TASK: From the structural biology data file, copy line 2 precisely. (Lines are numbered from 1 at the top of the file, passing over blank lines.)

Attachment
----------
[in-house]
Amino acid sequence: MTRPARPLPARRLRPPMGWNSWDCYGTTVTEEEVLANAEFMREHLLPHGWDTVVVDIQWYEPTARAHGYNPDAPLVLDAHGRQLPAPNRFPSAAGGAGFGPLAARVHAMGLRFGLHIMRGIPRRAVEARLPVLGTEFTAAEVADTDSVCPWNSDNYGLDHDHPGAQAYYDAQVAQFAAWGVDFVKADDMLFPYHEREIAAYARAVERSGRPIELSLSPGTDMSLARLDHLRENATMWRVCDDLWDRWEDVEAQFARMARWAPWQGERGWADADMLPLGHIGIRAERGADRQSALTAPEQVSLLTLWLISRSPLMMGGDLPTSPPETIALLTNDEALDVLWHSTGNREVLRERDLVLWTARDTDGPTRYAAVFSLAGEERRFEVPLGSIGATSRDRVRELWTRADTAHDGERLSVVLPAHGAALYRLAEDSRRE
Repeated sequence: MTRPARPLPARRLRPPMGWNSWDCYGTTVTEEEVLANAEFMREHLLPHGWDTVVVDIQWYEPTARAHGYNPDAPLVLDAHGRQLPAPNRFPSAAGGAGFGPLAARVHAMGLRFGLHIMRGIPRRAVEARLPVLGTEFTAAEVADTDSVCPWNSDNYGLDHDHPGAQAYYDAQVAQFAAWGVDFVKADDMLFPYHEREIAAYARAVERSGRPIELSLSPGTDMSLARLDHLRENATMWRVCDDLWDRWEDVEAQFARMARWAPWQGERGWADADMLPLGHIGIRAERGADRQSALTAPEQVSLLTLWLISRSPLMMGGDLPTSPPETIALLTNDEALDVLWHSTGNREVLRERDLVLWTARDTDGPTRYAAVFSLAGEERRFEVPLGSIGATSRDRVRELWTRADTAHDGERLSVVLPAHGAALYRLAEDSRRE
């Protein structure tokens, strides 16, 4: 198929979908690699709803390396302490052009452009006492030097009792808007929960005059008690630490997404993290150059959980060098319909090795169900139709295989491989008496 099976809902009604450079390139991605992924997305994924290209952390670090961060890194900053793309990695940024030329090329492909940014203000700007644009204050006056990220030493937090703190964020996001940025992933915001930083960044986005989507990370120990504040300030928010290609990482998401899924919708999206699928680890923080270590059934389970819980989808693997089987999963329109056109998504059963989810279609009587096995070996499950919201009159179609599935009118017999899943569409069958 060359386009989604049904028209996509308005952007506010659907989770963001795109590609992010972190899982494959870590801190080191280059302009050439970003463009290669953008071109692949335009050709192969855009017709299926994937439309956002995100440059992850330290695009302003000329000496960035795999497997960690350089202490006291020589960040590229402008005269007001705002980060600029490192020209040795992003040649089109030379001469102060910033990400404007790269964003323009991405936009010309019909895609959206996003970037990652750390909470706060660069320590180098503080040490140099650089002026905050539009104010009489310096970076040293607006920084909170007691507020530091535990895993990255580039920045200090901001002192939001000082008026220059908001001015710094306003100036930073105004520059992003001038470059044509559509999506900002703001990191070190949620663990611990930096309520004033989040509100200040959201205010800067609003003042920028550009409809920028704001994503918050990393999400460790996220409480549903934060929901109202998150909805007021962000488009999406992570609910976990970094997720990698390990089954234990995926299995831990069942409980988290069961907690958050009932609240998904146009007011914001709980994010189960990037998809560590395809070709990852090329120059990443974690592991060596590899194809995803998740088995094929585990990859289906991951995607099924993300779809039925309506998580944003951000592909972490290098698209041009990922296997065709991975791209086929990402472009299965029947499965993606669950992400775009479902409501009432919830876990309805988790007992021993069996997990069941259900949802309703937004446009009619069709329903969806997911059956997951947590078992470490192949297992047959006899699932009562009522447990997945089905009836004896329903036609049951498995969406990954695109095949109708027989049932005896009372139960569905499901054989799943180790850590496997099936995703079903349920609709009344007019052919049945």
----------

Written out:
Amino acid sequence: MTRPARPLPARRLRPPMGWNSWDCYGTTVTEEEVLANAEFMREHLLPHGWDTVVVDIQWYEPTARAHGYNPDAPLVLDAHGRQLPAPNRFPSAAGGAGFGPLAARVHAMGLRFGLHIMRGIPRRAVEARLPVLGTEFTAAEVADTDSVCPWNSDNYGLDHDHPGAQAYYDAQVAQFAAWGVDFVKADDMLFPYHEREIAAYARAVERSGRPIELSLSPGTDMSLARLDHLRENATMWRVCDDLWDRWEDVEAQFARMARWAPWQGERGWADADMLPLGHIGIRAERGADRQSALTAPEQVSLLTLWLISRSPLMMGGDLPTSPPETIALLTNDEALDVLWHSTGNREVLRERDLVLWTARDTDGPTRYAAVFSLAGEERRFEVPLGSIGATSRDRVRELWTRADTAHDGERLSVVLPAHGAALYRLAEDSRRE